It’s an investment of a different kind for a select group of undergraduate students at the U of M’s Asper School of Business. In a summer exchange program already underway, students from both Canada and Israel are learning firsthand the intricacies of conducting international business.
Roxanne Rusk, a 22-year-old marketing major ,is one of 20 undergraduates participating in the Arni C. Thorsteinson Exchange Program; an academic collaboration between the University of Manitoba and Ben-Gurion University in Israel.
“The program’s goals are to increase the interest level and awareness of the students in the field of international business and improve their level of knowledge regarding the cultural and political history of Canada and Israel,” said Robert Warren, Executive Director of the Stu Clark Centre for Entrepreneurship.
Throughout the month of August, the international group will attend lectures, workshops and personal meetings in three different cities spread across Canada and Israel.
For the moment, the collective is in Winnipeg where they have been meeting with transnational companies Conviron, Centre Port, and the Winnipeg Airport Authority. The students are also conducting market analysis and outlining business strategies pertaining to the topics and companies they have been assigned.
Rusk’s group – comprised of two Canadians and two Israelis – were given the hypothetical task of introducing Israeli cosmetic company, Laline, into the Canadian market.
“The point is to learn about the Canadian market and pick the brains of business executives to help us create a marketing plan,” said Rusk. “It’s the kind of education you won’t find in the best textbooks.”
Soon, these ideas will be pitched in Toronto and later Tel Aviv for more feedback and constructive criticism from senior business leaders of major banks, law firms and the corporate sector (IT programs).
“The goal of meeting the business leaders is for the students to gain a real-world perspective on the issues faced in international trade,” saidWarren. “This feedback will allow the students to modify their assumptions or identify areas overlooked in their original plans.”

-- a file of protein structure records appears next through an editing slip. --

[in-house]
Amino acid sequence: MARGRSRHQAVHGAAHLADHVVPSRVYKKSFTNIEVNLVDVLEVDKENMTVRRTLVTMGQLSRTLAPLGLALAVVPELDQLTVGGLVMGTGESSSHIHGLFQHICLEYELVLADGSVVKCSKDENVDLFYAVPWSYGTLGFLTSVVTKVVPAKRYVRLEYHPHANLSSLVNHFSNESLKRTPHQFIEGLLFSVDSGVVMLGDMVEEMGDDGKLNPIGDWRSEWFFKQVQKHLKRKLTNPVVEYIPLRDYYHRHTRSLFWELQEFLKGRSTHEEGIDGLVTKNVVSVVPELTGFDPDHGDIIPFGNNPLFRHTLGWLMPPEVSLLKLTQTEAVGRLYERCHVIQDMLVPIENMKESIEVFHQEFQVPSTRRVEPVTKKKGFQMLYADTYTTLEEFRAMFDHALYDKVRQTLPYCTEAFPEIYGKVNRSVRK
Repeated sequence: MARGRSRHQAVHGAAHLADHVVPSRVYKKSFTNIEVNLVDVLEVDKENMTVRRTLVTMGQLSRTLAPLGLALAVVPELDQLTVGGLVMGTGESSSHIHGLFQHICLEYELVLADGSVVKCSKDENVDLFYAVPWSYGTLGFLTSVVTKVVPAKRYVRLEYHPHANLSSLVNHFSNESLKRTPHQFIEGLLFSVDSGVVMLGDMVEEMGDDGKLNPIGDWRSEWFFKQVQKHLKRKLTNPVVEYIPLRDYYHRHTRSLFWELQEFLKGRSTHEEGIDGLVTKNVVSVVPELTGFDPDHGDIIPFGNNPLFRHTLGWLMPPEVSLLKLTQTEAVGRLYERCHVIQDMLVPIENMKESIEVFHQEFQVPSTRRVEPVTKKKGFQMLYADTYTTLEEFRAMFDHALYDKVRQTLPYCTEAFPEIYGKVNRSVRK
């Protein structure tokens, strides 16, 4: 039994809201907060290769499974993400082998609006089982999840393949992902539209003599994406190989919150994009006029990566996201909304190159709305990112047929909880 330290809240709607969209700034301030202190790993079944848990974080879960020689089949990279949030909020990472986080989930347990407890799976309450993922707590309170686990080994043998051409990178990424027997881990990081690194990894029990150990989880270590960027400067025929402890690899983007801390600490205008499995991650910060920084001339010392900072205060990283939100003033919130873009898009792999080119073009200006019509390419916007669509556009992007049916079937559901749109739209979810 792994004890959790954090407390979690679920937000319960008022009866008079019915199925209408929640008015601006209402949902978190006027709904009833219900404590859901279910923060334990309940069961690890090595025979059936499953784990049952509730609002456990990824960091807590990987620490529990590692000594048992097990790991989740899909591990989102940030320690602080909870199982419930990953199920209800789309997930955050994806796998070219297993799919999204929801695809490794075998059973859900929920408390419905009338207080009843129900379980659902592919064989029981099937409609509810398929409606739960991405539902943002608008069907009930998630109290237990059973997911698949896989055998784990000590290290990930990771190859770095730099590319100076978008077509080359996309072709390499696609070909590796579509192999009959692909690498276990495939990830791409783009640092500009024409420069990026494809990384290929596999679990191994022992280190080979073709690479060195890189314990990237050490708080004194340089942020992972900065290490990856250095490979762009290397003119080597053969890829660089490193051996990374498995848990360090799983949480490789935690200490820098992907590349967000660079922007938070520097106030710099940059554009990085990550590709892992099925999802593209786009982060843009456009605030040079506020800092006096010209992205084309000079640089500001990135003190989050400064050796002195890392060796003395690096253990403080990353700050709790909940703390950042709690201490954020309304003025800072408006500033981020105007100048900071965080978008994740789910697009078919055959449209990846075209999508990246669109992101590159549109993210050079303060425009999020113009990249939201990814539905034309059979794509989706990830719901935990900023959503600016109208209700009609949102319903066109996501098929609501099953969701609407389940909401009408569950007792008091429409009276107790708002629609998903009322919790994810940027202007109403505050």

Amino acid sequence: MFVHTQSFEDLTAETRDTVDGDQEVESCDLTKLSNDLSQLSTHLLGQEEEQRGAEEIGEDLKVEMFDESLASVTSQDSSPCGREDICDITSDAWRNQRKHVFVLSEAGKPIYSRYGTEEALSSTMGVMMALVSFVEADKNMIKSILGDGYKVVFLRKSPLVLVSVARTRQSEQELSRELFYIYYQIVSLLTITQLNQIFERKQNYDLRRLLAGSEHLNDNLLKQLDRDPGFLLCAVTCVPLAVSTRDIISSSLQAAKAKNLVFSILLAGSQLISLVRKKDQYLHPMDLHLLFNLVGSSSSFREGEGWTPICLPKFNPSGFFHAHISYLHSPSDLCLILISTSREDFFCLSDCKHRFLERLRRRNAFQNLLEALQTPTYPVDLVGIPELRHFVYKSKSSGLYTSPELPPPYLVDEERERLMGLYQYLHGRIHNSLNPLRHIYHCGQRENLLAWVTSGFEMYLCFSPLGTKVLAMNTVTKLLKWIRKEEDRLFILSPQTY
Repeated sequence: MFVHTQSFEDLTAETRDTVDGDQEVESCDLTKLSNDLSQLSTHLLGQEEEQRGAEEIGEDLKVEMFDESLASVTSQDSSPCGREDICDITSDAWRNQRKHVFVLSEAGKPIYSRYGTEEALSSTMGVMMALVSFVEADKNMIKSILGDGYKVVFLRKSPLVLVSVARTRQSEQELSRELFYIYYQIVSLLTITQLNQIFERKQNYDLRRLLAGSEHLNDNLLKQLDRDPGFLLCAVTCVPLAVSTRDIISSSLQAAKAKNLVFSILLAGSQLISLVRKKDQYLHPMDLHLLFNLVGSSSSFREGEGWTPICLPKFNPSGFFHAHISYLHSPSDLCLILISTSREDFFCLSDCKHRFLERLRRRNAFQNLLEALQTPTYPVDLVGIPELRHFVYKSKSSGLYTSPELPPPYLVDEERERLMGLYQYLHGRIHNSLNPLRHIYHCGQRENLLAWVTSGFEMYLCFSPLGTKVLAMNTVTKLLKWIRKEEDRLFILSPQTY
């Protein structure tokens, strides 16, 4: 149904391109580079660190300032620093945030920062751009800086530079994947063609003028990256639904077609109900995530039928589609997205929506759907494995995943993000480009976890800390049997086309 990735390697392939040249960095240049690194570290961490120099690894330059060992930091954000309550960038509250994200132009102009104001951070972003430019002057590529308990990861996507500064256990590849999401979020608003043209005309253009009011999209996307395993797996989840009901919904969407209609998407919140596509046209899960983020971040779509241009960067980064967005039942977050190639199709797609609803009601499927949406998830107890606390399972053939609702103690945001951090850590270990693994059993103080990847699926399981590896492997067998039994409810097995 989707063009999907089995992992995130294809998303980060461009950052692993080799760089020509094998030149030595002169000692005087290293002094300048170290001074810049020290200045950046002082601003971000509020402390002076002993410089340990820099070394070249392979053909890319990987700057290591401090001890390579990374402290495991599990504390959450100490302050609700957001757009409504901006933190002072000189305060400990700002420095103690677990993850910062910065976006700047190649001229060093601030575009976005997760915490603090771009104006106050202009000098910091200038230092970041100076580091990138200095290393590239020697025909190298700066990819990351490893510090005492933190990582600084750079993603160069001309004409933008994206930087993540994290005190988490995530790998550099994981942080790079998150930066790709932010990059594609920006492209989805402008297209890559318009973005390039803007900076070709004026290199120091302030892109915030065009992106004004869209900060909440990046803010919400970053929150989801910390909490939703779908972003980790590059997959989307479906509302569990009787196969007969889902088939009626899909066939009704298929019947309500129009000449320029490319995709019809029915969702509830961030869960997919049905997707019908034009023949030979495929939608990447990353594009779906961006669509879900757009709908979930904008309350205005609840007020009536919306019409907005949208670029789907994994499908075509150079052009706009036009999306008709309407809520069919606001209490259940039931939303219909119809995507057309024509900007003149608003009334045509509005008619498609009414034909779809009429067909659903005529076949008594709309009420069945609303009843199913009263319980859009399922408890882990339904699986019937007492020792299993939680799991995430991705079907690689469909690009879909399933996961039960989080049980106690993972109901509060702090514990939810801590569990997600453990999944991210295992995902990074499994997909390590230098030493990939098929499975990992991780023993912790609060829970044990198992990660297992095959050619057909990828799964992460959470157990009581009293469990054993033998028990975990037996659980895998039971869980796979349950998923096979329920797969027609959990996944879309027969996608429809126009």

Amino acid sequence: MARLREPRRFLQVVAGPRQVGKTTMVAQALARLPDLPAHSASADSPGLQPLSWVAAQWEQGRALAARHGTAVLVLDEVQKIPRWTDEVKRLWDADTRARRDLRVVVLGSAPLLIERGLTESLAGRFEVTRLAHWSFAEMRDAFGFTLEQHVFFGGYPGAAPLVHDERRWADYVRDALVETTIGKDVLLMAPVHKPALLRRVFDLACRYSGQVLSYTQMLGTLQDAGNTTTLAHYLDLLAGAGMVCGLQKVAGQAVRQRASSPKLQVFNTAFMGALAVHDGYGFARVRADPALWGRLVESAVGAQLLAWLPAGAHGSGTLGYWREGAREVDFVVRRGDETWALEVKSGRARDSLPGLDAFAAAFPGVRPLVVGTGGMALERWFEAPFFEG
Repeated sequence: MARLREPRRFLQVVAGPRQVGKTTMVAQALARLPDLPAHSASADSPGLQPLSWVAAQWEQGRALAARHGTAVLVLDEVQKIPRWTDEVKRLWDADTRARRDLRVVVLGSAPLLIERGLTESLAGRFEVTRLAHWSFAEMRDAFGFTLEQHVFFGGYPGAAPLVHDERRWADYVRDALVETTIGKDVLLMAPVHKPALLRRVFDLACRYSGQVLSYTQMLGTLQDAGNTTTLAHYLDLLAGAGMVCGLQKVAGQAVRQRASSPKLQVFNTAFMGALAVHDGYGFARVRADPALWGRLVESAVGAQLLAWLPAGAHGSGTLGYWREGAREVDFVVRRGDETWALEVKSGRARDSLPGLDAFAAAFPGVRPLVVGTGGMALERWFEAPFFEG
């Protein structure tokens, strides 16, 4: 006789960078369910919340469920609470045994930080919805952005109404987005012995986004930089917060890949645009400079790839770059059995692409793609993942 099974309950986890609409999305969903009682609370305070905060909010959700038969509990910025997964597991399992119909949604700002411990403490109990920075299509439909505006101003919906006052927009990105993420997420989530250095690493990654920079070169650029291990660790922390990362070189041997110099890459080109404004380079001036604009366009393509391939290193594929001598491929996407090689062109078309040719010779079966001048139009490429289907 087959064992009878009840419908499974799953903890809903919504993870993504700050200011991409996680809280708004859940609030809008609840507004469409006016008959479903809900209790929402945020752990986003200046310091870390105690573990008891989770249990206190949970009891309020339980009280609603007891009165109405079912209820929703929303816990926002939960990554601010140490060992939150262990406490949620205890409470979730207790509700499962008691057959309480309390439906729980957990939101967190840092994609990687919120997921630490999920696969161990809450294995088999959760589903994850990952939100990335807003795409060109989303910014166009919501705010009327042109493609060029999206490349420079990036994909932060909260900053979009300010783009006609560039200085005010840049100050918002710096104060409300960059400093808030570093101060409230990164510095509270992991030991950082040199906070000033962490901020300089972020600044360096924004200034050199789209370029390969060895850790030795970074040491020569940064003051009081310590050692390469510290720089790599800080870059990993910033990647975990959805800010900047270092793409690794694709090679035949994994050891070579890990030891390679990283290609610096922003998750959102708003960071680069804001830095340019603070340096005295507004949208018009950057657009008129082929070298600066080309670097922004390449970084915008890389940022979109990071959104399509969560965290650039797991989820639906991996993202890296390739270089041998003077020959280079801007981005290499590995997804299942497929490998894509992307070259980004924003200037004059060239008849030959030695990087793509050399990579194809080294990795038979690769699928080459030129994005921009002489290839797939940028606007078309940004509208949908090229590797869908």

In a press release by the Stu Clarke Centre, course professor Sergio Carvalho said there are many benefits of learning from a culture and economy like Israel.
“Israel is one of the most dynamic entrepreneurial and innovation-based economies and yet it is surrounded by enemies, lacks natural resources and has limited access to regional markets,” Said Carvalho.“We in the West can learn a great deal from Israel on how they have transformed hard-earned advantages into one of the fastest growing innovation-based economies.”
Since its inception seven years ago, the exchange program has undergone fundamental shifts in focus.
“I was approached because the original intent was to focus on entrepreneurship and new venture creation, which we did for the program’s first three years,” said Warren. “We have since shifted to marketing as it appeals to a broader base of students both here and in Israel.”
And the program isn’t just about mere dollars and cents.
The exchange students from Israel are, on average, five years older than their Canadian collaborators. Many have fulfilled military service obligations in their native land and have travelled extensively prior to entering university.
“This means that we get to interact with people who have already held positions of leadership, and have had to deal with situations in which we can only imagine,” said Rusk. “I have seen Manitoba through different eyes this week.”